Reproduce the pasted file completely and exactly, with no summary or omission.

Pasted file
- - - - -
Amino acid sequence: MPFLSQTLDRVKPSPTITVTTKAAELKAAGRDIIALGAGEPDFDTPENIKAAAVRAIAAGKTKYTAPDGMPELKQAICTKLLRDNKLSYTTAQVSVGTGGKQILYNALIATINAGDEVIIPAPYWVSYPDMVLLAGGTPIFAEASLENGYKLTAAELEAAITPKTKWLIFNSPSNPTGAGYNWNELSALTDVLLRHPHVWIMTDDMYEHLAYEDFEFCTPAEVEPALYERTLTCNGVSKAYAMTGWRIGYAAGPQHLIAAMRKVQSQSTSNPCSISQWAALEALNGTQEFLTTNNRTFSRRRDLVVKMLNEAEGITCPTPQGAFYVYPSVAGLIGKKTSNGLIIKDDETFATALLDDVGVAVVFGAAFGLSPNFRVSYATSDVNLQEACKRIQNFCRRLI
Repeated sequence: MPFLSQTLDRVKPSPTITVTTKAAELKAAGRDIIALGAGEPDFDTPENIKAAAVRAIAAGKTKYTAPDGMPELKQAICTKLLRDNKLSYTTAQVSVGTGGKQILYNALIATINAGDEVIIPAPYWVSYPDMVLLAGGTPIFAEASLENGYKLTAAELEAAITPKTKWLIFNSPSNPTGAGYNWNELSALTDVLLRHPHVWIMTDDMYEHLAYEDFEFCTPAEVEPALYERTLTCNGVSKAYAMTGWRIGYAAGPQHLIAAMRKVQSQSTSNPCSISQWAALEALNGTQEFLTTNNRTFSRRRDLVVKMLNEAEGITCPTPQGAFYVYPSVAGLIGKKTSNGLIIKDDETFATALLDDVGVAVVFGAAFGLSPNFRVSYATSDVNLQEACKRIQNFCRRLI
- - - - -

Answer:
Amino acid sequence: MPFLSQTLDRVKPSPTITVTTKAAELKAAGRDIIALGAGEPDFDTPENIKAAAVRAIAAGKTKYTAPDGMPELKQAICTKLLRDNKLSYTTAQVSVGTGGKQILYNALIATINAGDEVIIPAPYWVSYPDMVLLAGGTPIFAEASLENGYKLTAAELEAAITPKTKWLIFNSPSNPTGAGYNWNELSALTDVLLRHPHVWIMTDDMYEHLAYEDFEFCTPAEVEPALYERTLTCNGVSKAYAMTGWRIGYAAGPQHLIAAMRKVQSQSTSNPCSISQWAALEALNGTQEFLTTNNRTFSRRRDLVVKMLNEAEGITCPTPQGAFYVYPSVAGLIGKKTSNGLIIKDDETFATALLDDVGVAVVFGAAFGLSPNFRVSYATSDVNLQEACKRIQNFCRRLI
Repeated sequence: MPFLSQTLDRVKPSPTITVTTKAAELKAAGRDIIALGAGEPDFDTPENIKAAAVRAIAAGKTKYTAPDGMPELKQAICTKLLRDNKLSYTTAQVSVGTGGKQILYNALIATINAGDEVIIPAPYWVSYPDMVLLAGGTPIFAEASLENGYKLTAAELEAAITPKTKWLIFNSPSNPTGAGYNWNELSALTDVLLRHPHVWIMTDDMYEHLAYEDFEFCTPAEVEPALYERTLTCNGVSKAYAMTGWRIGYAAGPQHLIAAMRKVQSQSTSNPCSISQWAALEALNGTQEFLTTNNRTFSRRRDLVVKMLNEAEGITCPTPQGAFYVYPSVAGLIGKKTSNGLIIKDDETFATALLDDVGVAVVFGAAFGLSPNFRVSYATSDVNLQEACKRIQNFCRRLI